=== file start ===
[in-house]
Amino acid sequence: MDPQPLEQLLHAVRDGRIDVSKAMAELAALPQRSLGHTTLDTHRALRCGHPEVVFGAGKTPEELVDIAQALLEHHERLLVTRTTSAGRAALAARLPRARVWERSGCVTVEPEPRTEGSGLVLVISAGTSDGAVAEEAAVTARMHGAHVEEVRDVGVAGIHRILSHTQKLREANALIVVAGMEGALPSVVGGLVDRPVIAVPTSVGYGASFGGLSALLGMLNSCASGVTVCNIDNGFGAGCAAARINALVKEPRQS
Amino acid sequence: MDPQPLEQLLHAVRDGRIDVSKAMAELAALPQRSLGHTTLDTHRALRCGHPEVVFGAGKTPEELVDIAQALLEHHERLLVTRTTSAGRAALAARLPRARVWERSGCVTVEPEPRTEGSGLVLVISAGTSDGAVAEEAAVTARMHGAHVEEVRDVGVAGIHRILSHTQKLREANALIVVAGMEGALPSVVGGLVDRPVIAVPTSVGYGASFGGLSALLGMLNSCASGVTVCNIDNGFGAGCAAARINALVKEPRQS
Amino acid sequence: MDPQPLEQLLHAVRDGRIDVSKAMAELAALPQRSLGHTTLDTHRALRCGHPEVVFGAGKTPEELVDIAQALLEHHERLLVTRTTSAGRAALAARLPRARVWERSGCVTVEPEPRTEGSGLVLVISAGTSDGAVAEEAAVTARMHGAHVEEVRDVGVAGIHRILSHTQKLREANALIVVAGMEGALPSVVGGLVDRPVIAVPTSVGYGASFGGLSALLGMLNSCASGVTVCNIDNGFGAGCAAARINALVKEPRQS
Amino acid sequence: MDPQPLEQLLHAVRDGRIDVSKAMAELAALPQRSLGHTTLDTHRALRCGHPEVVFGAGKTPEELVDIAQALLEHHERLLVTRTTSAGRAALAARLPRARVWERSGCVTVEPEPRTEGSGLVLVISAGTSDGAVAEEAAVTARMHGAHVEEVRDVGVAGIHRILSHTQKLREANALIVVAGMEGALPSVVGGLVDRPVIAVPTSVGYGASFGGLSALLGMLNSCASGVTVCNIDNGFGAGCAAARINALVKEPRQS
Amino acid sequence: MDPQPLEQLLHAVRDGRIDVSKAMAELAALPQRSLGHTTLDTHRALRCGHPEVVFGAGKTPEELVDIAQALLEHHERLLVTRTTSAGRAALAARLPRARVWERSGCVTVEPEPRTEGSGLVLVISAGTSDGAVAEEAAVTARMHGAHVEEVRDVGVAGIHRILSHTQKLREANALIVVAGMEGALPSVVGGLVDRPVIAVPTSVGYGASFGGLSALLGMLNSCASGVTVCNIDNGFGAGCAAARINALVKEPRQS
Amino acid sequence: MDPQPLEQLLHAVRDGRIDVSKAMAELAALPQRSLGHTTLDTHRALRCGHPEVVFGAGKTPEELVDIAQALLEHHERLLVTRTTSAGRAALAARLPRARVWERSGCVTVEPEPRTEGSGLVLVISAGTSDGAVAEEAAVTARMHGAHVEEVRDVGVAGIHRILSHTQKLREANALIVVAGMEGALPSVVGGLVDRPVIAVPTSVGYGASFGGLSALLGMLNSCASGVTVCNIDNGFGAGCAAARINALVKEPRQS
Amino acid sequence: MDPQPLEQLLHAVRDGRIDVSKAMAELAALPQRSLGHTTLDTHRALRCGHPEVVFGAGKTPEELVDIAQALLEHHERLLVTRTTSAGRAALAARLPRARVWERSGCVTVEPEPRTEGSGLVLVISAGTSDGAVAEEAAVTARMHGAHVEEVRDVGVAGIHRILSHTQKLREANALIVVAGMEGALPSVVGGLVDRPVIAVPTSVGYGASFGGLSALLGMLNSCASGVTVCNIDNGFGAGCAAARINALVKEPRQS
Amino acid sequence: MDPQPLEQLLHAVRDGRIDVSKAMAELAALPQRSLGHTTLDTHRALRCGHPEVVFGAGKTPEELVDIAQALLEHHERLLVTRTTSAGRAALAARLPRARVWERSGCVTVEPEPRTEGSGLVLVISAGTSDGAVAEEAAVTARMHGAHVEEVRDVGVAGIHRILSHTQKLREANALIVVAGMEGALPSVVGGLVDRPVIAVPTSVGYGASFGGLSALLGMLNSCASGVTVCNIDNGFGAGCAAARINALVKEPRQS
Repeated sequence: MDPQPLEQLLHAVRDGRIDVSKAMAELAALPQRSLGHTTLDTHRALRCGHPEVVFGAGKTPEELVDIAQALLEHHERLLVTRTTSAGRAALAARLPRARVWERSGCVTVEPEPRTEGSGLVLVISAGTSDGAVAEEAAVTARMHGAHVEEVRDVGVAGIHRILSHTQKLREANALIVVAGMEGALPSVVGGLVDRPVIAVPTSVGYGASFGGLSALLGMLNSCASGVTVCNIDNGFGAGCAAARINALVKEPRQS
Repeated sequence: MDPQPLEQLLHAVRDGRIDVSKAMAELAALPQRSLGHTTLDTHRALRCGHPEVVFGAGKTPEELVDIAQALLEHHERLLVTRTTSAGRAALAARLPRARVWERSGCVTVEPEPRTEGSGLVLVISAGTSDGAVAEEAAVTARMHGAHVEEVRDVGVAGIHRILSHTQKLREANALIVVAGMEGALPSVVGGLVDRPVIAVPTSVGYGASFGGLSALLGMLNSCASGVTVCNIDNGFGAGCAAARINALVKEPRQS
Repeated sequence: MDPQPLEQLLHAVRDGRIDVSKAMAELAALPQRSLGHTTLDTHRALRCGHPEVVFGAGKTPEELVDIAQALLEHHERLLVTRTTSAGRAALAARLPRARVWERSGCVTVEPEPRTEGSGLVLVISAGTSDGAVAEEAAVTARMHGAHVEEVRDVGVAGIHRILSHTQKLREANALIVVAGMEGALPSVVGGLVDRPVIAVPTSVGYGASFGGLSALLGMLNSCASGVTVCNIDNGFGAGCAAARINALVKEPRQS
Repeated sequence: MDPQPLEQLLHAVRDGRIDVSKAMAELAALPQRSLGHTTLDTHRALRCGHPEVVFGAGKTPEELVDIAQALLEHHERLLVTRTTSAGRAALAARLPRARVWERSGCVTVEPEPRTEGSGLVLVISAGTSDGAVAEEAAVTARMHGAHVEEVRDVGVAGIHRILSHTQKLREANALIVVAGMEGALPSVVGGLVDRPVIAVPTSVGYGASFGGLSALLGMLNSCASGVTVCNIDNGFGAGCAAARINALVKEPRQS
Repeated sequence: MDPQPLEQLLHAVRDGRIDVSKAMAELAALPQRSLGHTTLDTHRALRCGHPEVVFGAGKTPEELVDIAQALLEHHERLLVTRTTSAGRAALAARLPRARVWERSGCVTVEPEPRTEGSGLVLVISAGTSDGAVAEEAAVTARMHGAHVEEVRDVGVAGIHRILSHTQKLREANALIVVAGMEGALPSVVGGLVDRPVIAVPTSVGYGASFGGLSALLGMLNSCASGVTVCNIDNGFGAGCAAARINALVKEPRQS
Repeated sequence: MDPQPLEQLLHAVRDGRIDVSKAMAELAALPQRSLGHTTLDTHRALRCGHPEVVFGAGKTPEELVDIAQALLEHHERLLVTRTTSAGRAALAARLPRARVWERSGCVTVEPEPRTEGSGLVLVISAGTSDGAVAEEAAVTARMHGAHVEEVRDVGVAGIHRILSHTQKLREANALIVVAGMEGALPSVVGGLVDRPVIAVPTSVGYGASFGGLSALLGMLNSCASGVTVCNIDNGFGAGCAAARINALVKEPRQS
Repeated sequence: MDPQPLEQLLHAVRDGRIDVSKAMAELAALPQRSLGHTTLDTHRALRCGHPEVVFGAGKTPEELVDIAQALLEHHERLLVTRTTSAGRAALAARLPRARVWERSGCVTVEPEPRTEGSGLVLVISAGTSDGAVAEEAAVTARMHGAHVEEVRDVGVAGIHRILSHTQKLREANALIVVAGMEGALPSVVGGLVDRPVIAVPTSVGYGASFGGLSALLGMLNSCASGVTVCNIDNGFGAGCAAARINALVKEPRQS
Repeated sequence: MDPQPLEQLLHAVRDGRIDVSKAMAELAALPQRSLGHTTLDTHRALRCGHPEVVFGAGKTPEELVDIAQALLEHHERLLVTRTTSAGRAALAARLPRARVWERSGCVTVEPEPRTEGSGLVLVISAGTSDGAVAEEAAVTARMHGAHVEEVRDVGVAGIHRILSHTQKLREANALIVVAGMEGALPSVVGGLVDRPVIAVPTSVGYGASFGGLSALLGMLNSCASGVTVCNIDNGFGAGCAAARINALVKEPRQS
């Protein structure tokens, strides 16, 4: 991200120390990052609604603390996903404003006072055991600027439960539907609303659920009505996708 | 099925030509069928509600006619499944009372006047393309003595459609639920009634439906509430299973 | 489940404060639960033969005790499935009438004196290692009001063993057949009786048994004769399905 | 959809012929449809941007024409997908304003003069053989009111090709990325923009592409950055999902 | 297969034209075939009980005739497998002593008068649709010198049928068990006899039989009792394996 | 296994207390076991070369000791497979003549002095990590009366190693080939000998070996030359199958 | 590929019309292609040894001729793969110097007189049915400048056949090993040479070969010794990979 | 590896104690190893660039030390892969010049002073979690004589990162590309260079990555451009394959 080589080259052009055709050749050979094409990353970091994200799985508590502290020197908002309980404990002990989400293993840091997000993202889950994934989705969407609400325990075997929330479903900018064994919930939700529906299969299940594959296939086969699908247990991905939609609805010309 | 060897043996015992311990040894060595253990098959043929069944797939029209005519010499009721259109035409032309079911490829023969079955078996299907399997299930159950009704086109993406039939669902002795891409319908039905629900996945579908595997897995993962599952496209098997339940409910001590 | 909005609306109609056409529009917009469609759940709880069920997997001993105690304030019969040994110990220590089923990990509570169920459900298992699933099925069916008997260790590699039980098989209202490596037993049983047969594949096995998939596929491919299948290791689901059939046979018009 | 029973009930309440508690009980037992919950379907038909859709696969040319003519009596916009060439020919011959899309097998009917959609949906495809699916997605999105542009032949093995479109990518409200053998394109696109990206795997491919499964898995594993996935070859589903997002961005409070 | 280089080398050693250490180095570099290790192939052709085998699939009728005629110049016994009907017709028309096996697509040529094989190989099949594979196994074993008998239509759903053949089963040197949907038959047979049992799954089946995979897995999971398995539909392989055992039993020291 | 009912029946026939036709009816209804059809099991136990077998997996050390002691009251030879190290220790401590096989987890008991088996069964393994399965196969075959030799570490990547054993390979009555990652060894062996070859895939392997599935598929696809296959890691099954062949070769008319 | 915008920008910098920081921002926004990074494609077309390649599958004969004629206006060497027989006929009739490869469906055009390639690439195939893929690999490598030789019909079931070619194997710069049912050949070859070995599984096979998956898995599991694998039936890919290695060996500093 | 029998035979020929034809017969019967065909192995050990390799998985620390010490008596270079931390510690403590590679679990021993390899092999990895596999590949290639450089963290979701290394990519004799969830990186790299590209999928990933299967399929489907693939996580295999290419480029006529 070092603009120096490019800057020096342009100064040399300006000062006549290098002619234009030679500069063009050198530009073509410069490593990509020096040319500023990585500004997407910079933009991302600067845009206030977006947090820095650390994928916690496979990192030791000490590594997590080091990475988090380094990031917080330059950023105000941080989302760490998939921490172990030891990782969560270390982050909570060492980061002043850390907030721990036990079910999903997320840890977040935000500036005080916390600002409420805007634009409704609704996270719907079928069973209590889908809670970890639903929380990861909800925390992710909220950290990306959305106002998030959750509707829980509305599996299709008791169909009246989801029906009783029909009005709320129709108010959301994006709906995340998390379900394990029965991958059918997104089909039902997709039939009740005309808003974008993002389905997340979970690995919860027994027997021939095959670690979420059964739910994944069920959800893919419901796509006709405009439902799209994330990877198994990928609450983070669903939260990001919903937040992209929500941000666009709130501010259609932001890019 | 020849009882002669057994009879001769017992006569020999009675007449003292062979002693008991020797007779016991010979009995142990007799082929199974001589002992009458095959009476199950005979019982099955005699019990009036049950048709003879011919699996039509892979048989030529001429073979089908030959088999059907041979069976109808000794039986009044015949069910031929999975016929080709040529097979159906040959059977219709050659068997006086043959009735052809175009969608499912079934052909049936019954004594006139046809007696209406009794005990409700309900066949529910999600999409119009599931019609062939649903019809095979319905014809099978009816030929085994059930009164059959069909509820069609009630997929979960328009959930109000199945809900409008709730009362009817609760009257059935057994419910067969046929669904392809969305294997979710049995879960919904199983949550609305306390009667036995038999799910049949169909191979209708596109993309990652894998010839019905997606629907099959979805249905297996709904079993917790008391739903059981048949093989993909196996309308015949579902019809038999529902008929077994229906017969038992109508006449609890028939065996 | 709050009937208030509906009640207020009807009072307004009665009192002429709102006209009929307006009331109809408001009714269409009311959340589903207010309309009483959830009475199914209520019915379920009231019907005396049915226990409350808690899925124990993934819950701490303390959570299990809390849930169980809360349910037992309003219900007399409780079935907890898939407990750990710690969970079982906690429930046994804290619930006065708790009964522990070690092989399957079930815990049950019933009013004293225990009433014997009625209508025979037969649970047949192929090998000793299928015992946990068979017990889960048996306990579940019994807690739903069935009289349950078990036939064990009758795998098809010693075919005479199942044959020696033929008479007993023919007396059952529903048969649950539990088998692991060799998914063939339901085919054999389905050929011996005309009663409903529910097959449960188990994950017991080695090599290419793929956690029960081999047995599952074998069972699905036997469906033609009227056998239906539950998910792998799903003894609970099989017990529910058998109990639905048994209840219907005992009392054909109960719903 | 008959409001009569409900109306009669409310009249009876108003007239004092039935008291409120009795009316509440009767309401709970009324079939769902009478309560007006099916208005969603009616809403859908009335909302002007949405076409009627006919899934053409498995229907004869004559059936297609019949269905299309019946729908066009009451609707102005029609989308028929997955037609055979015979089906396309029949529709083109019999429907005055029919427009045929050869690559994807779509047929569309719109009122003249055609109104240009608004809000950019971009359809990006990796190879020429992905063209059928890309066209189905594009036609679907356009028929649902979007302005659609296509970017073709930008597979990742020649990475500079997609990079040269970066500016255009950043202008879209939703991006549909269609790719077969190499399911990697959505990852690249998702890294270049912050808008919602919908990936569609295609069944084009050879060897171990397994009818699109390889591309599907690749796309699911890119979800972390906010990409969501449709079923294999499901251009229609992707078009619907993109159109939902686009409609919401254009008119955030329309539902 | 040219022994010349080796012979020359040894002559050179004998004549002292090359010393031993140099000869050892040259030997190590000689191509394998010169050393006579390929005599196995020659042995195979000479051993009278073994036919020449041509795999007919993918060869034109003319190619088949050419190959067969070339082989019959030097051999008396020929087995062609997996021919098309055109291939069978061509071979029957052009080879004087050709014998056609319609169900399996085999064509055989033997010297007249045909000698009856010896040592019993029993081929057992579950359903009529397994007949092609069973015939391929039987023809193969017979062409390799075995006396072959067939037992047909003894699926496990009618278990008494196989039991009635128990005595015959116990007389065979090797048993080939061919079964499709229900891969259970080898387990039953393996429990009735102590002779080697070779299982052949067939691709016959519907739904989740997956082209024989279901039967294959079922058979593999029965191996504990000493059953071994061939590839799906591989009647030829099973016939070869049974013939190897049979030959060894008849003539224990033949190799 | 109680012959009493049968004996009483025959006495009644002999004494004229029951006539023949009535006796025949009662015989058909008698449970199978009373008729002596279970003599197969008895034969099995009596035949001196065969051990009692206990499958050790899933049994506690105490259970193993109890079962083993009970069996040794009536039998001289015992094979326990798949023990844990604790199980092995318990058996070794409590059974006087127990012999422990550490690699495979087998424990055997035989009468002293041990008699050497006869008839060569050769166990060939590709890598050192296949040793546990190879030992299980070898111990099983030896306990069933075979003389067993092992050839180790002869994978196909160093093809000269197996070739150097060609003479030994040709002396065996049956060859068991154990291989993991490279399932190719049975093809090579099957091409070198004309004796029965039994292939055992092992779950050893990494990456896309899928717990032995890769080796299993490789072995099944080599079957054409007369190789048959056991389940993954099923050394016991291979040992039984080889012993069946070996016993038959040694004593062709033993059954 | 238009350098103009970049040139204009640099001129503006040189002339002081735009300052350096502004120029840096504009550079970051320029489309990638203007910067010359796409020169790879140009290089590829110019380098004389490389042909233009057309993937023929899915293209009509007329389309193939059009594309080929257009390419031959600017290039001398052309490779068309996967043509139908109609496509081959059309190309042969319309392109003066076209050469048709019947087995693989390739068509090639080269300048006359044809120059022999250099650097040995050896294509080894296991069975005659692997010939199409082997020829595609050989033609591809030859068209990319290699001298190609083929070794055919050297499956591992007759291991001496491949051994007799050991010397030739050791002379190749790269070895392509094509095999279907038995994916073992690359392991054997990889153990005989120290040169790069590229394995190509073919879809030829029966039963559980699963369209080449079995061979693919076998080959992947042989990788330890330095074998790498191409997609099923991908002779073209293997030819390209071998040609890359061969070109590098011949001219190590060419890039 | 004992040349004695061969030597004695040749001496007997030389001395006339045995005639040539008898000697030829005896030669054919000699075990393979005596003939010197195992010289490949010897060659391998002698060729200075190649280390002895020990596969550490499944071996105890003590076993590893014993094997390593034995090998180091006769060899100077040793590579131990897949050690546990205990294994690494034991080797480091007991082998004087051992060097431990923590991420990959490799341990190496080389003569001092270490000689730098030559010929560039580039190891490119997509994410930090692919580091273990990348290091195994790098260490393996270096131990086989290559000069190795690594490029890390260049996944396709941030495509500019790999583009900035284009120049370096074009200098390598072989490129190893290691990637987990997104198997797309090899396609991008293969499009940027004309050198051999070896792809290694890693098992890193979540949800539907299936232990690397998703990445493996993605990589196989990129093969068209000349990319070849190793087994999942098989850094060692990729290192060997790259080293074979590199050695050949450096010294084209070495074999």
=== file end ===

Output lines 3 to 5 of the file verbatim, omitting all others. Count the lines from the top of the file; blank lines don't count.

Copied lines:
Amino acid sequence: MDPQPLEQLLHAVRDGRIDVSKAMAELAALPQRSLGHTTLDTHRALRCGHPEVVFGAGKTPEELVDIAQALLEHHERLLVTRTTSAGRAALAARLPRARVWERSGCVTVEPEPRTEGSGLVLVISAGTSDGAVAEEAAVTARMHGAHVEEVRDVGVAGIHRILSHTQKLREANALIVVAGMEGALPSVVGGLVDRPVIAVPTSVGYGASFGGLSALLGMLNSCASGVTVCNIDNGFGAGCAAARINALVKEPRQS
Amino acid sequence: MDPQPLEQLLHAVRDGRIDVSKAMAELAALPQRSLGHTTLDTHRALRCGHPEVVFGAGKTPEELVDIAQALLEHHERLLVTRTTSAGRAALAARLPRARVWERSGCVTVEPEPRTEGSGLVLVISAGTSDGAVAEEAAVTARMHGAHVEEVRDVGVAGIHRILSHTQKLREANALIVVAGMEGALPSVVGGLVDRPVIAVPTSVGYGASFGGLSALLGMLNSCASGVTVCNIDNGFGAGCAAARINALVKEPRQS
Amino acid sequence: MDPQPLEQLLHAVRDGRIDVSKAMAELAALPQRSLGHTTLDTHRALRCGHPEVVFGAGKTPEELVDIAQALLEHHERLLVTRTTSAGRAALAARLPRARVWERSGCVTVEPEPRTEGSGLVLVISAGTSDGAVAEEAAVTARMHGAHVEEVRDVGVAGIHRILSHTQKLREANALIVVAGMEGALPSVVGGLVDRPVIAVPTSVGYGASFGGLSALLGMLNSCASGVTVCNIDNGFGAGCAAARINALVKEPRQS